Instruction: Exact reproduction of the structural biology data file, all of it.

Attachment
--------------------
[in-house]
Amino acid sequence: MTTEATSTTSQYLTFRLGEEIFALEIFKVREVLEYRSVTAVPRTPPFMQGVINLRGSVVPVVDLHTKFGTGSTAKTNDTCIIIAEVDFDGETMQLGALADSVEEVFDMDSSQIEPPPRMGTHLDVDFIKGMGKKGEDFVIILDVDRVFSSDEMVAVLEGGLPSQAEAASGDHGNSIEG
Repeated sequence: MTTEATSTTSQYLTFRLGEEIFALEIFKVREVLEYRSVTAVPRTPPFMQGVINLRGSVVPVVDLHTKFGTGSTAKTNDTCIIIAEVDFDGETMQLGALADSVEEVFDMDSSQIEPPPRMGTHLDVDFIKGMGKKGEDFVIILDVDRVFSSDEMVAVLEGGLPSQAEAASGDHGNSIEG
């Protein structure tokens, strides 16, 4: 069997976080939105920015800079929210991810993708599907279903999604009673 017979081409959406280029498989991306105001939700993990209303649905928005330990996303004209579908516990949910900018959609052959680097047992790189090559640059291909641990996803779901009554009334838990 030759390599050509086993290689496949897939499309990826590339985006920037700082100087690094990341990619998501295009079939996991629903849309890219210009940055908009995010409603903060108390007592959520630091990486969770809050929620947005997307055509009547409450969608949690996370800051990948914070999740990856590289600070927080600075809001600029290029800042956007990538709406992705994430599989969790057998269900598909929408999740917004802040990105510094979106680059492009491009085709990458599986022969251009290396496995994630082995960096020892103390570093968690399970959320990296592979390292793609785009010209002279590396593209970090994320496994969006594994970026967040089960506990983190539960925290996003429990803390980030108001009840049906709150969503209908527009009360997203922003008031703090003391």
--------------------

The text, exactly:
[in-house]
Amino acid sequence: MTTEATSTTSQYLTFRLGEEIFALEIFKVREVLEYRSVTAVPRTPPFMQGVINLRGSVVPVVDLHTKFGTGSTAKTNDTCIIIAEVDFDGETMQLGALADSVEEVFDMDSSQIEPPPRMGTHLDVDFIKGMGKKGEDFVIILDVDRVFSSDEMVAVLEGGLPSQAEAASGDHGNSIEG
Repeated sequence: MTTEATSTTSQYLTFRLGEEIFALEIFKVREVLEYRSVTAVPRTPPFMQGVINLRGSVVPVVDLHTKFGTGSTAKTNDTCIIIAEVDFDGETMQLGALADSVEEVFDMDSSQIEPPPRMGTHLDVDFIKGMGKKGEDFVIILDVDRVFSSDEMVAVLEGGLPSQAEAASGDHGNSIEG
């Protein structure tokens, strides 16, 4: 069997976080939105920015800079929210991810993708599907279903999604009673 017979081409959406280029498989991306105001939700993990209303649905928005330990996303004209579908516990949910900018959609052959680097047992790189090559640059291909641990996803779901009554009334838990 030759390599050509086993290689496949897939499309990826590339985006920037700082100087690094990341990619998501295009079939996991629903849309890219210009940055908009995010409603903060108390007592959520630091990486969770809050929620947005997307055509009547409450969608949690996370800051990948914070999740990856590289600070927080600075809001600029290029800042956007990538709406992705994430599989969790057998269900598909929408999740917004802040990105510094979106680059492009491009085709990458599986022969251009290396496995994630082995960096020892103390570093968690399970959320990296592979390292793609785009010209002279590396593209970090994320496994969006594994970026967040089960506990983190539960925290996003429990803390980030108001009840049906709150969503209908527009009360997203922003008031703090003391």